The Taliban’s intolerance of the Shiite Hazara minority, use of suicide bombers and destruction of non-Muslim cultural sites and symbols such as the Bamiyan Buddhist statues have mirrored the practices of Middle Eastern radical groups. These similar political strategies and military tactics have understandably led to the mistaken conflation of Arab Wahhabism and Afghan Talibanism, when Arab influences represented by Wahhabism began to penetrate Afghanistan and Pakistan during the anti-Soviet wars in the 1980s and anti-US wars after 9/11.
But it is wrong to simply equate Afghan Talibanism with Arab Wahhabism.
But it is wrong to simply equate Afghan Talibanism with Arab Wahhabism. Despite some doubts on the separation between the Taliban and Arab fighters at the organisational and personal level, the US-Taliban signing of the Doha agreement has undoubtedly impacted religious dynamics between Arab Wahhabism and Afghan Talibanism. As a Taliban leader stated, “We don’t want Wahhabism in Afghanistan.” The rhetoric is an indication that the Taliban has begun to crack down on Afghan Wahhabis.
Academic discourse has also begun to dissociate Wahhabism from Talibanism by highlighting that the latter ideology originated from a town in British India, not in the Arab world. A small town located about hundred miles from Delhi, Deoband was “rediscovered” as the host of a renewed religious and educational centre known as Darul Uloom Deoband. Unlike Wahhabi activists in the Middle East, Deobandism (so named after the town) that is followed by the Taliban is led by traditional clerics and their students. In contrast to Arab Wahhabism that is focused on intra-religious, intra-ethnic, and intra-national conflicts, Deobandi movements have projected an international character against foreign domination or occupation, which have been persistent and consistent in Afghan-British war, Pakistan-India partition, anti-Soviet invasion and the US-Taliban war.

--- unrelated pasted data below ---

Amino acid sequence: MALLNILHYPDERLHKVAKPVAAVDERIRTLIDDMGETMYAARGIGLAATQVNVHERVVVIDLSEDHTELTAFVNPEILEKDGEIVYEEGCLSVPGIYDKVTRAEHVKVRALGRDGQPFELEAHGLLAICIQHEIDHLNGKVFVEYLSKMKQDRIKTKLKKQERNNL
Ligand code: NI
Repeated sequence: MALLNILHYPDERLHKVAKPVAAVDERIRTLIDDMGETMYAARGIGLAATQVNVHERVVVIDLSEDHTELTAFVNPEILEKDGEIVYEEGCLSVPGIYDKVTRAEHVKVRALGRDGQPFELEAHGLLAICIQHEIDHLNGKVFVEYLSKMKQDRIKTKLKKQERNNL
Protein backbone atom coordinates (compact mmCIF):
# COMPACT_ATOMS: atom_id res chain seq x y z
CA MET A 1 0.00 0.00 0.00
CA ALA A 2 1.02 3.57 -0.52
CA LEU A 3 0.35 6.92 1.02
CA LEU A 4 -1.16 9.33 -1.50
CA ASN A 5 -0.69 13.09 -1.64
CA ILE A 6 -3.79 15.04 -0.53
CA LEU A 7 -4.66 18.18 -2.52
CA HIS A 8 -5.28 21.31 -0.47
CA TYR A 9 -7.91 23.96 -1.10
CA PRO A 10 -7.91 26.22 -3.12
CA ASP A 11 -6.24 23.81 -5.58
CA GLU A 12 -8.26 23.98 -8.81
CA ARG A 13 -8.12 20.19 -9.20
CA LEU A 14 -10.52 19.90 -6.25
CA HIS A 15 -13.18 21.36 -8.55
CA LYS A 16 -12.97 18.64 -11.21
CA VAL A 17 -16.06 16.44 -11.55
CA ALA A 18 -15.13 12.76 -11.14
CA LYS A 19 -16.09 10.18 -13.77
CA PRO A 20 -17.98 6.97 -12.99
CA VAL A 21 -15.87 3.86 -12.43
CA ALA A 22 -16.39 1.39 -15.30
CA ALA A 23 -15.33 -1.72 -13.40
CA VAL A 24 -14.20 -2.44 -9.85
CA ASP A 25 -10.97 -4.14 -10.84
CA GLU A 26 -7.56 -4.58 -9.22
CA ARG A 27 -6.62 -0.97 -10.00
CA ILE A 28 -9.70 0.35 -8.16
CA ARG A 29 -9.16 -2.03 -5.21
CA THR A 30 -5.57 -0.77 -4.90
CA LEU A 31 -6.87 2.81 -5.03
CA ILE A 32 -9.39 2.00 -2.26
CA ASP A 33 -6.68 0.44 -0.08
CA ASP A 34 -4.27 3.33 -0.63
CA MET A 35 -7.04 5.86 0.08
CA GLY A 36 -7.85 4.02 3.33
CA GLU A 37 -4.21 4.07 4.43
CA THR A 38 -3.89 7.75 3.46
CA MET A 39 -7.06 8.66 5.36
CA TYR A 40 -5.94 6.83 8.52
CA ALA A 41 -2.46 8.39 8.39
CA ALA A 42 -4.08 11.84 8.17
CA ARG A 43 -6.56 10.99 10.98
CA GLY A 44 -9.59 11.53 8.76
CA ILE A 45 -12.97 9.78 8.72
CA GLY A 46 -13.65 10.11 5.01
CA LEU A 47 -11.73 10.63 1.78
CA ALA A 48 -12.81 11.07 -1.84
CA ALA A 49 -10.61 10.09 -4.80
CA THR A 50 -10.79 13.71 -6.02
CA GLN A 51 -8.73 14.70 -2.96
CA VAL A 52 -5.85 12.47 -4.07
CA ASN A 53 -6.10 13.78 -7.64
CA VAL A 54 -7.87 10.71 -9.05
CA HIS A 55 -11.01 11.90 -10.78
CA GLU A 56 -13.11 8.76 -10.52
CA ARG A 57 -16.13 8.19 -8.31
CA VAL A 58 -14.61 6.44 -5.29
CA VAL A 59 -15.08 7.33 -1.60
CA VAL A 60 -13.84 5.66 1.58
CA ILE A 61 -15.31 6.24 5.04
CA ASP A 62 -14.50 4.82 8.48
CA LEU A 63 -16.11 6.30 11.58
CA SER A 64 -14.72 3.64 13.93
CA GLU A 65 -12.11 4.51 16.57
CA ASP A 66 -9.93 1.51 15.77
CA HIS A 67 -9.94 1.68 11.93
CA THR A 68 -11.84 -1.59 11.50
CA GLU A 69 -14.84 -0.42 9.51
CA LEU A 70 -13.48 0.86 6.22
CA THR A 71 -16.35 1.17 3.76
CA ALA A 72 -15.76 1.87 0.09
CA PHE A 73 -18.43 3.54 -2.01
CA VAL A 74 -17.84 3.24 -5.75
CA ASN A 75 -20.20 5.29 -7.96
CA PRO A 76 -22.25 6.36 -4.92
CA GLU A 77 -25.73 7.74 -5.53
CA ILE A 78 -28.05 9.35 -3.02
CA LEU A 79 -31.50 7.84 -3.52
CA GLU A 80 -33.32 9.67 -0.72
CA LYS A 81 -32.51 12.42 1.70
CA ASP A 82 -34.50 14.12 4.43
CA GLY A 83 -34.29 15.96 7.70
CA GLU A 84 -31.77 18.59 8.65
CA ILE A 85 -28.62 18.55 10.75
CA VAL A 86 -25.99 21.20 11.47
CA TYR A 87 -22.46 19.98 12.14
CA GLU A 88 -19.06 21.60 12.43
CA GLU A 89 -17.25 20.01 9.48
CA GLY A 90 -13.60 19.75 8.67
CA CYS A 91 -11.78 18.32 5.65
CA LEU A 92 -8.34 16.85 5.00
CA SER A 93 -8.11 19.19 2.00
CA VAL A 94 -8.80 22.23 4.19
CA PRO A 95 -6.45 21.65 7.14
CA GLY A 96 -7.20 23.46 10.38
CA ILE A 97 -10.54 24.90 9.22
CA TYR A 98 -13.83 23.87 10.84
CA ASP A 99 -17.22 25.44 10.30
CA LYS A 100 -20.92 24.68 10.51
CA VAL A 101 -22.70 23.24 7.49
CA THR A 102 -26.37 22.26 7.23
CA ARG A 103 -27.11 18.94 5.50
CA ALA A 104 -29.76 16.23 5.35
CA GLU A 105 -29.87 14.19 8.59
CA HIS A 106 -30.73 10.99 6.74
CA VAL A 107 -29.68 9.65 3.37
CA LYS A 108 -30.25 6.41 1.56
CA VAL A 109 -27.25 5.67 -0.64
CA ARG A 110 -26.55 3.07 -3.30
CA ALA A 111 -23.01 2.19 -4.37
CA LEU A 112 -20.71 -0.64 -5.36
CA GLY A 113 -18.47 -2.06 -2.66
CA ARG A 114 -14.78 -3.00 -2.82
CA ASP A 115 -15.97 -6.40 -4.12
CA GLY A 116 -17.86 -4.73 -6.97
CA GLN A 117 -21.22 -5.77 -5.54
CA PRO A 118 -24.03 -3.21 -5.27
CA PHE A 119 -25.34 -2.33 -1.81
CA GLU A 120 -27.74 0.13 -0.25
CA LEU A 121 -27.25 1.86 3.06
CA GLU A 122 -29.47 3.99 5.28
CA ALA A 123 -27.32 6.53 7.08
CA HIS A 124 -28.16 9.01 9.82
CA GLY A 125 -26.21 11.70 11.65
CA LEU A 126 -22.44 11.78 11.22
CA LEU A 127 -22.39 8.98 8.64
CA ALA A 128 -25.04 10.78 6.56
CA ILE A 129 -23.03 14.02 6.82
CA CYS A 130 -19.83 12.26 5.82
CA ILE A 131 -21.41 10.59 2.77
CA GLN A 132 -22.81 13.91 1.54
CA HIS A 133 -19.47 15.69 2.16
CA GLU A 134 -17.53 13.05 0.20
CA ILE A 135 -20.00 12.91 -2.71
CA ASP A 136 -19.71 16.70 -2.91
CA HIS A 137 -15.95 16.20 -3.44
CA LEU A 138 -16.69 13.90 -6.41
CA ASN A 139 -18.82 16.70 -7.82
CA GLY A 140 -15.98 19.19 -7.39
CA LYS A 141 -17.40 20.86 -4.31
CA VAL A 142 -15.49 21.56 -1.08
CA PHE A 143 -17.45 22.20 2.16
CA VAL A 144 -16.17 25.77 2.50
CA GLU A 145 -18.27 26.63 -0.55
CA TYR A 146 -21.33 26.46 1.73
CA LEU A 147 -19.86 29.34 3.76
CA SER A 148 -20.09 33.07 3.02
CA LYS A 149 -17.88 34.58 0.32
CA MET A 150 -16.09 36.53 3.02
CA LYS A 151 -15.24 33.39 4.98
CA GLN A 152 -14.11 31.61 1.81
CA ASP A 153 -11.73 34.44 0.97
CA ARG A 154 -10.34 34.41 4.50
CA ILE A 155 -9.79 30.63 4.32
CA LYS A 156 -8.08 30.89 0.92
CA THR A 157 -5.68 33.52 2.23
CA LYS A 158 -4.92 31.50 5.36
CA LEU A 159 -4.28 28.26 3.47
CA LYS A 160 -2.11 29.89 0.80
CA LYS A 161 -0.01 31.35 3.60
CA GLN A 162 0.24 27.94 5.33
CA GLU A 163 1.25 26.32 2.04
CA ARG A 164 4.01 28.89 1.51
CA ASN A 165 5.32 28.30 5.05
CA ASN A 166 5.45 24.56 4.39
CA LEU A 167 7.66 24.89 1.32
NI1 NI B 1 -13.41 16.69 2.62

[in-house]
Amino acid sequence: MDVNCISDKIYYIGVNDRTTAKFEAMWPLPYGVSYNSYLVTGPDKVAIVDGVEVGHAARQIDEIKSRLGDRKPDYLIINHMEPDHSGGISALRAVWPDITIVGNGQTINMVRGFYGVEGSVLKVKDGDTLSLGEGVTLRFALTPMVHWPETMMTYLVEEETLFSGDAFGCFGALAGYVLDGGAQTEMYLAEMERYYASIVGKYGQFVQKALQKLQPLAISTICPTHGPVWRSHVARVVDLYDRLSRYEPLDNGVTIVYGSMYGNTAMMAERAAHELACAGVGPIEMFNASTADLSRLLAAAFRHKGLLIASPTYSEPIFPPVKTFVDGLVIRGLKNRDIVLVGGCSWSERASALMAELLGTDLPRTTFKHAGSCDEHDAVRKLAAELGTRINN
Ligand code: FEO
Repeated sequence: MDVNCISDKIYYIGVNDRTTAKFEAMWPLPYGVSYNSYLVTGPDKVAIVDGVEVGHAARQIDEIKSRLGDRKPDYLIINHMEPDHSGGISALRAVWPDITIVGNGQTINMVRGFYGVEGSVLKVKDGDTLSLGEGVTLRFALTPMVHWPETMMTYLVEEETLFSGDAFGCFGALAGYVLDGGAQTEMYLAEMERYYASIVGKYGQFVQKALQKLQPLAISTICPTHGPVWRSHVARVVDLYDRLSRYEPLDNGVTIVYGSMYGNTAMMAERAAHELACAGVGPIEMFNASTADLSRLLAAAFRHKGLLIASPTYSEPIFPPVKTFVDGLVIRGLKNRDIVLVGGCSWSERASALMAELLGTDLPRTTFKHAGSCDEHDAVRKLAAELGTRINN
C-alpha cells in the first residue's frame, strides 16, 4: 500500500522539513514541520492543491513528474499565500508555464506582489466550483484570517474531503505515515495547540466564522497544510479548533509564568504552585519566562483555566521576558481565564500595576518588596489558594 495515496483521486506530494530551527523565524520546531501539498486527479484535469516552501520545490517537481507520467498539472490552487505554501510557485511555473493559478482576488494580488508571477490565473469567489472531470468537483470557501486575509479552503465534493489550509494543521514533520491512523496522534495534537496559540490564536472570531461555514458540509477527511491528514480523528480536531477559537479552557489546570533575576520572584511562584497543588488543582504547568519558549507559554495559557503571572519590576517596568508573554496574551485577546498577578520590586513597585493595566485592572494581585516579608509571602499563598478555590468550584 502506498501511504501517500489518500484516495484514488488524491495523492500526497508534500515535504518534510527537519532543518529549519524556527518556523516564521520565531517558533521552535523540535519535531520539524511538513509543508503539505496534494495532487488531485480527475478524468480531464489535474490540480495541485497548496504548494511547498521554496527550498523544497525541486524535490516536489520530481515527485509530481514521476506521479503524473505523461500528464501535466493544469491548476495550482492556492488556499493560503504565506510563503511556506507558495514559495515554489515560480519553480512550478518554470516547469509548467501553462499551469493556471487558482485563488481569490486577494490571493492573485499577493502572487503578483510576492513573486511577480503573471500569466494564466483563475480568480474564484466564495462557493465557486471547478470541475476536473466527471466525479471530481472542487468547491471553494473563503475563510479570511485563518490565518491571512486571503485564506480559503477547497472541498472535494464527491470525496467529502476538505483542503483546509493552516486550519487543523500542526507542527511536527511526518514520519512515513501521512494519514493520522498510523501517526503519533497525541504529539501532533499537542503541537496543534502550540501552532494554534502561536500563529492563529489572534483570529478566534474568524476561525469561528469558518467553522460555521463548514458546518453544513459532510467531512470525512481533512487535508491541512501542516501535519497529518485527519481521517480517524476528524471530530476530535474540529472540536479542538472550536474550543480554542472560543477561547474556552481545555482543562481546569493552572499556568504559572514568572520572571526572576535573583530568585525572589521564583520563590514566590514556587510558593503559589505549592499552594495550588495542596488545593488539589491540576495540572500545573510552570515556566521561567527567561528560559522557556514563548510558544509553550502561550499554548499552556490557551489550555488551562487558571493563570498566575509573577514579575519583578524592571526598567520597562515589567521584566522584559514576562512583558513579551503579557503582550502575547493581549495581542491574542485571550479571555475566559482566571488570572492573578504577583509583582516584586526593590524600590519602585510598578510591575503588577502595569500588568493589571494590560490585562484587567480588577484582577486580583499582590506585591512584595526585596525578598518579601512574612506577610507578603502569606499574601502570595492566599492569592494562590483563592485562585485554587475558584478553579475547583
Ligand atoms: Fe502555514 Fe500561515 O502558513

Afghanistan’s defeat of nuclear powers the Soviet Union and the US, as well as their respective allies, suggests that the Afghan exception could be an alternative pathway to informally constrain rival Eurasian powers.
From counterterrorism to countering rival powers
Western inaction in response to Russia’s continued military invasion of non-NATO countries such as Ukraine reveals the limits of nuclear deterrence and the military treaty alliance in constraining Russia. Nor would the US-led nuclear deterrence and security architecture in the Indo-Pacific be able to prevent Chinese military actions in the Taiwan Strait. The Biden administration has sought to “mend fences” and manage “intense competition” to prevent a potential war with China. Afghanistan’s defeat of nuclear powers the Soviet Union and the US, as well as their respective allies, suggests that the Afghan exception could be an alternative pathway to informally constrain rival Eurasian powers.
Afghanistan’s reputation as being the “graveyard of empires” and its impressive record of beating nuclear powers and military treaty alliances suggest an unconventional role for the country in the Eurasian security and power balance. In the “Westless” centre of Eurasia, American and Western presence have been weakened, while Russian influence is increasing. As an offshore power, the US should strategically leverage and strengthen the Afghan exception standing at the crossroads of Central and South Asia.